However, about 40 hours into the game — not an insubstantial amount of time for a mobile game — the other shoe finally dropped.
Fun Is Not the Goal
The sunk-cost fallacy says that we’re predisposed to keep investing once we’ve already invested an amount of money or time into something, even if the odds of a return on it are clearly low. A cynic might suggest that Marvel Snap’s generous progression, potential use of bots to inflate win rates, and the incorporation of a gambler’s rush into core mechanics are an attempt to keep you playing long enough to reach a feeling of sunk cost with your time investment.
Almost simultaneously — after 40 hours of investment into the game so far — I ran out of Credits, ran out of dailies and battle pass missions to get more Credits, and started to match against opponents who would absolutely destroy me with cards I didn’t own and had never seen before. I was losing regularly and had nothing to show for those losses, since without Credits to upgrade cards, I had no hope of improving my deck any further.
I started playing Magic: The Gathering Arena recently, after visiting home in the UK and playing a lot of it in person with JM8. An odd thing I noticed about it is that, once I had used up the daily missions and per-match rewards, I didn’t feel like playing anymore. Despite the fact that I enjoy Magic for its own sake, and the rewards themselves were of little consequence to me once I had a few decks I liked playing that I felt were optimal, it still felt a little pointless and disappointing to win a game and get nothing for it.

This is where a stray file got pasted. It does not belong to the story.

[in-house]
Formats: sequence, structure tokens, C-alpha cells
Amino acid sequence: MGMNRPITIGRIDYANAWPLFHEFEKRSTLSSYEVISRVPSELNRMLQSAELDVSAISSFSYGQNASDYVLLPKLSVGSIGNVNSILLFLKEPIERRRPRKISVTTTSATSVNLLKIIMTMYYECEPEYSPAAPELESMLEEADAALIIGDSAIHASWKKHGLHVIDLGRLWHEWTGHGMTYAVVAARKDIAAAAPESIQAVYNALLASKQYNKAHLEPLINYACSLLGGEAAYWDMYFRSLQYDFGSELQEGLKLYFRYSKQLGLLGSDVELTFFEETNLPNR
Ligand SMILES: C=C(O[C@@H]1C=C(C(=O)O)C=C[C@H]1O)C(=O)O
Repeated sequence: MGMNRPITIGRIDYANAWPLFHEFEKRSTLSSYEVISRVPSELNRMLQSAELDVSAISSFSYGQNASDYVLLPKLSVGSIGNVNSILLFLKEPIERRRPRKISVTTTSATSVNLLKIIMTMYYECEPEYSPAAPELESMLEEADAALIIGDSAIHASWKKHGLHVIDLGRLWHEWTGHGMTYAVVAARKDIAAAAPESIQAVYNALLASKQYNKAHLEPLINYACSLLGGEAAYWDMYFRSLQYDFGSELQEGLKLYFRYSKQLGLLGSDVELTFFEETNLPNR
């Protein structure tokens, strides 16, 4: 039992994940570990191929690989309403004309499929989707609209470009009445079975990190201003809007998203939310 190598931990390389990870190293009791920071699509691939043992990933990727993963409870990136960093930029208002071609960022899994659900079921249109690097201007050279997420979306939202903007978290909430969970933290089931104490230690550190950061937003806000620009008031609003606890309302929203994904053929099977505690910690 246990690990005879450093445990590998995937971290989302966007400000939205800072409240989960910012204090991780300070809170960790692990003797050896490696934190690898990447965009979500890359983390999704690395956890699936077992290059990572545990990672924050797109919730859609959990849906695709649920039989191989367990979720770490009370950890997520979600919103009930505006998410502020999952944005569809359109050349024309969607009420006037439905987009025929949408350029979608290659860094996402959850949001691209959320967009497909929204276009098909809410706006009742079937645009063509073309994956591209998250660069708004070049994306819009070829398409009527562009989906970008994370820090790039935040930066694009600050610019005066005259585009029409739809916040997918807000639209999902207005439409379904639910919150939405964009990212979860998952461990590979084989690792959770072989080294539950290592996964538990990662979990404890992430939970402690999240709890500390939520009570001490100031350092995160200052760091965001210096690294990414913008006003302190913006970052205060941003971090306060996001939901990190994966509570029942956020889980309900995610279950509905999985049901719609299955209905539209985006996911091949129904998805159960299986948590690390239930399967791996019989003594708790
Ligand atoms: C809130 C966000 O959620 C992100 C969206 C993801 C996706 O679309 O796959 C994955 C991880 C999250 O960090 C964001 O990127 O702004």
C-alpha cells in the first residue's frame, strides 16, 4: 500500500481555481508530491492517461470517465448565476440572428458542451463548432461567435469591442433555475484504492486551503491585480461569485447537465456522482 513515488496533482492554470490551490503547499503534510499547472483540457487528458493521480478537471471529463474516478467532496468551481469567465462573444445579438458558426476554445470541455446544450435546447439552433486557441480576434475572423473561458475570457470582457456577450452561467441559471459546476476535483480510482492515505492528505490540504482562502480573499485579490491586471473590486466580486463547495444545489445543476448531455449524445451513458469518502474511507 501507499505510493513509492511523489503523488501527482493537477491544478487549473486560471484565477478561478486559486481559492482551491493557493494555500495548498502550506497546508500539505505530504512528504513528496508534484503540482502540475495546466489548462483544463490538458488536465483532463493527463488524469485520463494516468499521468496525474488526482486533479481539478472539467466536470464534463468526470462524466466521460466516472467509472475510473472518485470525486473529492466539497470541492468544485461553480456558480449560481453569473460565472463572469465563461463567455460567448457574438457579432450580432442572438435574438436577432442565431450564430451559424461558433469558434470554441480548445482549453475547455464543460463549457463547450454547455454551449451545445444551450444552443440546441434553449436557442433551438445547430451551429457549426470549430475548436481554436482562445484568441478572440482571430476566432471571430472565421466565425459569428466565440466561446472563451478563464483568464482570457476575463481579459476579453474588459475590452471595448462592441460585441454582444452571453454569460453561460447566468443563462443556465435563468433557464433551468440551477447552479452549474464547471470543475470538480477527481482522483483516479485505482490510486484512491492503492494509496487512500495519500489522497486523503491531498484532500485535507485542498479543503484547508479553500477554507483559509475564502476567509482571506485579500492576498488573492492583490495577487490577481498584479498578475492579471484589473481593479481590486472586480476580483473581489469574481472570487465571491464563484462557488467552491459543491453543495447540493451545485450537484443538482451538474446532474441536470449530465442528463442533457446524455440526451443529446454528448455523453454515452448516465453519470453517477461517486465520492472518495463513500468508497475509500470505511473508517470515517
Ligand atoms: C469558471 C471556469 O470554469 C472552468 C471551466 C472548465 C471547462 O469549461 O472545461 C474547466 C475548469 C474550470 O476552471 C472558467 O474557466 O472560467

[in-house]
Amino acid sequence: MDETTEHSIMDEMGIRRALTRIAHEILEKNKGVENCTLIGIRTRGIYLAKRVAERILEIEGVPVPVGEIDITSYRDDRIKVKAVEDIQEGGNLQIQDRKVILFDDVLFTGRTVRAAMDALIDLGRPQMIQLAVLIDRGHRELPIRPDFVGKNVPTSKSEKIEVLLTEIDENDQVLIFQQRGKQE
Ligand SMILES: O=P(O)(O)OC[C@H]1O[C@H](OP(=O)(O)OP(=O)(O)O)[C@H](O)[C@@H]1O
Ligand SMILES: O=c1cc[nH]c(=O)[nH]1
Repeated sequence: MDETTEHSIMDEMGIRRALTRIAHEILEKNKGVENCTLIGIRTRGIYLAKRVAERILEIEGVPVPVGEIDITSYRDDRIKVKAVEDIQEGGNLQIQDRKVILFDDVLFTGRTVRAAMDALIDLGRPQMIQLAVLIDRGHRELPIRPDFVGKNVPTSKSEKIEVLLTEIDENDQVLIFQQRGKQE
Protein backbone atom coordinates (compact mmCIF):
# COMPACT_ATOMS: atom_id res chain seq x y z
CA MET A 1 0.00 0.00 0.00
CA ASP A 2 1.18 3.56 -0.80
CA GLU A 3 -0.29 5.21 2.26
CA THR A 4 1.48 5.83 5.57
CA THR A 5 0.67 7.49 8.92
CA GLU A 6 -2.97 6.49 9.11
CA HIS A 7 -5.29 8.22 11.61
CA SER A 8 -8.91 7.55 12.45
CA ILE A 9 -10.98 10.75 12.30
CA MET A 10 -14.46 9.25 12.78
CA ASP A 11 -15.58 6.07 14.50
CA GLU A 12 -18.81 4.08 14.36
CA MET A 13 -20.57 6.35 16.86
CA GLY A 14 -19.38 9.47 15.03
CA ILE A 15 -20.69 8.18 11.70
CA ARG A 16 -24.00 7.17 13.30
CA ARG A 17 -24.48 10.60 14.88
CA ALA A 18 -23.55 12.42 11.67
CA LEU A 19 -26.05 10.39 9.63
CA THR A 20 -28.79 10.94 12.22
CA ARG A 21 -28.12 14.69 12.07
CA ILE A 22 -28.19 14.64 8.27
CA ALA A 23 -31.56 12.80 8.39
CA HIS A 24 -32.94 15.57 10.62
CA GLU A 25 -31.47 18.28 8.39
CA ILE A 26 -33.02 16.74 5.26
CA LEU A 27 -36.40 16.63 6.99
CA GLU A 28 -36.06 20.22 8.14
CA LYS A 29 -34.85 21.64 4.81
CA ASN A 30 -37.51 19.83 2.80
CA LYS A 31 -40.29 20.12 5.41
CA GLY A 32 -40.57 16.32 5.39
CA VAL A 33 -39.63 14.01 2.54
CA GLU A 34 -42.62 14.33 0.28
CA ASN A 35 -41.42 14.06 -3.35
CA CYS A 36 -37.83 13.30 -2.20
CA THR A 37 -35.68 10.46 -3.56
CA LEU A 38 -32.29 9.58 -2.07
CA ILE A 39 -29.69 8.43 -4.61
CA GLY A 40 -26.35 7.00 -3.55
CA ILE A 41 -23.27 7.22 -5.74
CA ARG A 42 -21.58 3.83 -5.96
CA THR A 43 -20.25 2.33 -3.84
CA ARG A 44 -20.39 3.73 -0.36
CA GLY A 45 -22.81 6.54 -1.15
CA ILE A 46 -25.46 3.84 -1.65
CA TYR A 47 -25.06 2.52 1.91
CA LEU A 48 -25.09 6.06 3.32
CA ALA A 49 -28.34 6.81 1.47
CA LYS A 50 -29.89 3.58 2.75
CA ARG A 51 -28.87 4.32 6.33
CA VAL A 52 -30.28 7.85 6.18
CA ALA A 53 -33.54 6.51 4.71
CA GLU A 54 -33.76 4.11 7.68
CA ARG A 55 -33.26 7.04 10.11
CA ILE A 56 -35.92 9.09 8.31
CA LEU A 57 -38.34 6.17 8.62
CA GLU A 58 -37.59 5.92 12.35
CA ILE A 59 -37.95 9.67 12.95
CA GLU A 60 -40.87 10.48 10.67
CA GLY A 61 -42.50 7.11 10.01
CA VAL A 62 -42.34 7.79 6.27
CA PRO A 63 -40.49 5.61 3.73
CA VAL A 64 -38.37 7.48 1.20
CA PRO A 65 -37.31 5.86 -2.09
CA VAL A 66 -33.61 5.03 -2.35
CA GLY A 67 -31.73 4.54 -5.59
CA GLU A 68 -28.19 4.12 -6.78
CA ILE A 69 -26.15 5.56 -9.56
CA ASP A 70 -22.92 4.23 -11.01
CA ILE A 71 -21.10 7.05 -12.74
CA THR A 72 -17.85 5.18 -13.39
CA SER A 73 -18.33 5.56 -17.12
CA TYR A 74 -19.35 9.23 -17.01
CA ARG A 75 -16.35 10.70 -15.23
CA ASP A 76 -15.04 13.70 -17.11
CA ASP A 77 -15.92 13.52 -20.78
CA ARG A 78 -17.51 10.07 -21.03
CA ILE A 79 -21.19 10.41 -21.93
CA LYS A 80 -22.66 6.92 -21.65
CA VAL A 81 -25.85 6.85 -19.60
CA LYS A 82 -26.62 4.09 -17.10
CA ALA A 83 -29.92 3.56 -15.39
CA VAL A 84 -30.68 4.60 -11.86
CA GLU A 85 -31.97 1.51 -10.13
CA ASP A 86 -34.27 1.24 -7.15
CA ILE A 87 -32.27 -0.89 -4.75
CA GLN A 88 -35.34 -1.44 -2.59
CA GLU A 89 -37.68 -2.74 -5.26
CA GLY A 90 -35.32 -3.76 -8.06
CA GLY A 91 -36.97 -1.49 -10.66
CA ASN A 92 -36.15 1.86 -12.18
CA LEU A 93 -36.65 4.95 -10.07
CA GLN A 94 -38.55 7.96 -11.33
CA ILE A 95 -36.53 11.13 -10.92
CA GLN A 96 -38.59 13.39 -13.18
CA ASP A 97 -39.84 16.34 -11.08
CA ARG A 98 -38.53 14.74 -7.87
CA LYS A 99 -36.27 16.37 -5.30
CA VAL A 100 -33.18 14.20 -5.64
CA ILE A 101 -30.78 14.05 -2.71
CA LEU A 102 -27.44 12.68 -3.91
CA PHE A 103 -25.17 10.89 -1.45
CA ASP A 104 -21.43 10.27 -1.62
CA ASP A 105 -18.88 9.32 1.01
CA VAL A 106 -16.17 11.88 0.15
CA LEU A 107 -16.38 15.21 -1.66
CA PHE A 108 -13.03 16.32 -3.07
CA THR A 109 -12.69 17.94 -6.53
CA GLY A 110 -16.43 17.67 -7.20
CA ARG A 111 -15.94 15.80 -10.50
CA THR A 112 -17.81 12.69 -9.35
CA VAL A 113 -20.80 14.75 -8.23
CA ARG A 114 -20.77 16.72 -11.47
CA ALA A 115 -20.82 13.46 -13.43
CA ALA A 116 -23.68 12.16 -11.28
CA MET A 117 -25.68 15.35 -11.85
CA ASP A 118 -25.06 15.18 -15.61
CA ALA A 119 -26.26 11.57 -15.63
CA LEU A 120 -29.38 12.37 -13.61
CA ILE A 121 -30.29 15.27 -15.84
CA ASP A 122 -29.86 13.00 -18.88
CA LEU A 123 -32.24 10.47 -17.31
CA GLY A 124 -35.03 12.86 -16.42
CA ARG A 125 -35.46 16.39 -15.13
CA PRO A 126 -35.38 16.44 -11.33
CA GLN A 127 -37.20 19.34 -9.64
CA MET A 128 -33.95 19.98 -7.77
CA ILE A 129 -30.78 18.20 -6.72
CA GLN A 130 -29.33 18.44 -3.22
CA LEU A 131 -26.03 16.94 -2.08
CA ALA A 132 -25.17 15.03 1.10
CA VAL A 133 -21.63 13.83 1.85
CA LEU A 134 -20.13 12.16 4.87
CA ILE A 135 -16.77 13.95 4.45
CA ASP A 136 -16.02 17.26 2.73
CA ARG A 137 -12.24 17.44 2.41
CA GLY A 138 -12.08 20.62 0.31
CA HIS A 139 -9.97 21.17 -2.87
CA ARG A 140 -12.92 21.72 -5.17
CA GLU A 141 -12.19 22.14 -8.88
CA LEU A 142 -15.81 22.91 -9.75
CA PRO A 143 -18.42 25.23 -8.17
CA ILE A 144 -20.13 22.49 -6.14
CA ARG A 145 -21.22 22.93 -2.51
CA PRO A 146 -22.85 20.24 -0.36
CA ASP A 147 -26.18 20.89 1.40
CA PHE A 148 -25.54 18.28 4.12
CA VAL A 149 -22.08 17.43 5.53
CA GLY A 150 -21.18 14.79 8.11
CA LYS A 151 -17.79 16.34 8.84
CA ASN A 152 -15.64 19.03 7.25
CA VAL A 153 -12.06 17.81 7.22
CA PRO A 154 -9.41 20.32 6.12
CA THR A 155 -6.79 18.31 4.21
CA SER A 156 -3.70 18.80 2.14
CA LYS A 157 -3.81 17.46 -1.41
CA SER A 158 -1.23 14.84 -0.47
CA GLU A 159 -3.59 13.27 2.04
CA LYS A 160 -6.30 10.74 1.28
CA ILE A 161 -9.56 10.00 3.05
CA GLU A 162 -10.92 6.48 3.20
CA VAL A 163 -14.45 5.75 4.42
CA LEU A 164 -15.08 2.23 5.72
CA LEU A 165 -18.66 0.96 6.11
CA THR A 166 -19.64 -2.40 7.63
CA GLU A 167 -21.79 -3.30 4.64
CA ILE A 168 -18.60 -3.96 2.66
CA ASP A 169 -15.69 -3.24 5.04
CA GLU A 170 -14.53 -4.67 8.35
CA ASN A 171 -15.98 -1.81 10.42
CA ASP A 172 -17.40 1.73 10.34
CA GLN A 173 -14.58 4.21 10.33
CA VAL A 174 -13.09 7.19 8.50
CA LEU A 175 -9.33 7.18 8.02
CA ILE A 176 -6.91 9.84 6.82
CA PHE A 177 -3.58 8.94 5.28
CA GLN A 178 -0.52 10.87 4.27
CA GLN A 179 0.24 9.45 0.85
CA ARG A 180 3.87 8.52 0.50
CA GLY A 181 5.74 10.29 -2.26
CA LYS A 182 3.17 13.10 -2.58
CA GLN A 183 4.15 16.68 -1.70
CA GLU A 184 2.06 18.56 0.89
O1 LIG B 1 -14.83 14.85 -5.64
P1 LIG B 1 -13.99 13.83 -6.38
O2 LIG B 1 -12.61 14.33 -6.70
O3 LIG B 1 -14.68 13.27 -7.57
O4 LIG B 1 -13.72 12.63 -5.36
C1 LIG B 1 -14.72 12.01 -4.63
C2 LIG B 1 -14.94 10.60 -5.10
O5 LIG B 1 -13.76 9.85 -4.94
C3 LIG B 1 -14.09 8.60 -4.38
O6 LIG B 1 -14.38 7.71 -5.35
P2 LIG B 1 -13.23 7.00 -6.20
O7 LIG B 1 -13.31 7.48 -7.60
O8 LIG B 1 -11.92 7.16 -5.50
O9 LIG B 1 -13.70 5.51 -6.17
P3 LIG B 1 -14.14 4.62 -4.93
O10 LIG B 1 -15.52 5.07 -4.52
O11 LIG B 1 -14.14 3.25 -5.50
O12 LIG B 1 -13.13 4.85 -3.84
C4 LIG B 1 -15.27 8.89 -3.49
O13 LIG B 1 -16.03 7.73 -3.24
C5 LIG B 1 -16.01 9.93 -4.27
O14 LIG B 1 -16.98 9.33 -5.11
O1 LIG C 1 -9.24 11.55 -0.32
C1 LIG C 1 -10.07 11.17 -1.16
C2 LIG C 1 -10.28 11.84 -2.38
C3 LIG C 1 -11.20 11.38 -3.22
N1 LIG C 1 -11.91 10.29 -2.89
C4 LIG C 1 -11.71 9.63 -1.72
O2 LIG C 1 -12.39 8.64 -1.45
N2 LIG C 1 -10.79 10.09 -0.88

This phenomenon has recently been given a name: “manufactured discontent,” coined by Dan Olson from the YouTube channel Folding Ideas. Aside from keeping the player around long enough to reach a sunk-cost time investment, the dopamine bombardment aimed at you for those first 40 hours of Marvel Snap sets a baseline expectation in your brain of how rewarding the activity of playing the game should be — and then it abandons it, leaving you itching for a hit of progression.
In other words, the design aims to create a problem and sell you the solution for it.
Sometimes the system of rewards and incentives we call capitalism causes a rift between the goals of a business and the goals of consumers and artists. In this case, it is suboptimal to make a game too fun; otherwise, players won’t pay for contentment. This design principle permeates almost every game with a free-to-play model.
Whether the things you pay for are content, power, or cosmetics, games are designed to purposely make you miserable for not having bought them, while making it as difficult as possible to just stop playing. Despite the way it may look on paper, Marvel Snap is no exception.